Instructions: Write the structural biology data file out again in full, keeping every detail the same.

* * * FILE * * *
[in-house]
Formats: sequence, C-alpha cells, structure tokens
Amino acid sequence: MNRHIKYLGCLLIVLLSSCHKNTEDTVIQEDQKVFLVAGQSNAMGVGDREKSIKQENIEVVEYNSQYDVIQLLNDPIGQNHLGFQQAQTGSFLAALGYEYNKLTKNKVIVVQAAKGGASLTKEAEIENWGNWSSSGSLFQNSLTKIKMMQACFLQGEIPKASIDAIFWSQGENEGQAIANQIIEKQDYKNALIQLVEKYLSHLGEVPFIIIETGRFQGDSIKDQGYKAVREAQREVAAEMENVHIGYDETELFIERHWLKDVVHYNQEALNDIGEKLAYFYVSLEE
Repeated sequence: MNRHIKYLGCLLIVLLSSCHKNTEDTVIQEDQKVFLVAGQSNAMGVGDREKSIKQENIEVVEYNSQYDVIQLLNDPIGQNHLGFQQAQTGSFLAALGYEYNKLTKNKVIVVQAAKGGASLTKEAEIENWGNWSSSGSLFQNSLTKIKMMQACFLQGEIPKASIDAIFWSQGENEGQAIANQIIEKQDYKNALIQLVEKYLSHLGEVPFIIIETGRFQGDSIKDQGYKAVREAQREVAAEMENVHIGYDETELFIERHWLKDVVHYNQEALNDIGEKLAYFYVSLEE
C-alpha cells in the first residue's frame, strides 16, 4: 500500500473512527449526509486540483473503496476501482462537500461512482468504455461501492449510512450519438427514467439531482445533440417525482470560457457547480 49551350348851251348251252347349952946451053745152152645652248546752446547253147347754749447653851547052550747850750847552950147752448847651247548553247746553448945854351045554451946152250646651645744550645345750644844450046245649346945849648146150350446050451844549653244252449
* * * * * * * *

[in-house]
Formats: sequence, C-alpha cells, structure tokens
Amino acid sequence: MNRHIKYLGCLLIVLLSSCHKNTEDTVIQEDQKVFLVAGQSNAMGVGDREKSIKQENIEVVEYNSQYDVIQLLNDPIGQNHLGFQQAQTGSFLAALGYEYNKLTKNKVIVVQAAKGGASLTKEAEIENWGNWSSSGSLFQNSLTKIKMMQACFLQGEIPKASIDAIFWSQGENEGQAIANQIIEKQDYKNALIQLVEKYLSHLGEVPFIIIETGRFQGDSIKDQGYKAVREAQREVAAEMENVHIGYDETELFIERHWLKDVVHYNQEALNDIGEKLAYFYVSLEE
Repeated sequence: MNRHIKYLGCLLIVLLSSCHKNTEDTVIQEDQKVFLVAGQSNAMGVGDREKSIKQENIEVVEYNSQYDVIQLLNDPIGQNHLGFQQAQTGSFLAALGYEYNKLTKNKVIVVQAAKGGASLTKEAEIENWGNWSSSGSLFQNSLTKIKMMQACFLQGEIPKASIDAIFWSQGENEGQAIANQIIEKQDYKNALIQLVEKYLSHLGEVPFIIIETGRFQGDSIKDQGYKAVREAQREVAAEMENVHIGYDETELFIERHWLKDVVHYNQEALNDIGEKLAYFYVSLEE
C-alpha cells in the first residue's frame, strides 16, 4: 500500500473512527449526509486540483473503496476501482462537500461512482468504455461501492449510512450519438427514467439531482445533440417525482470560457457547480 49551350348851251348251252347349952946451053745152152645652248546752446547253147347754749447653851547052550747850750847552950147752448847651247548553247746553448945854351045554451946152250646651645744550645345750644844450046245649346945849648146150350446050451844549653244252449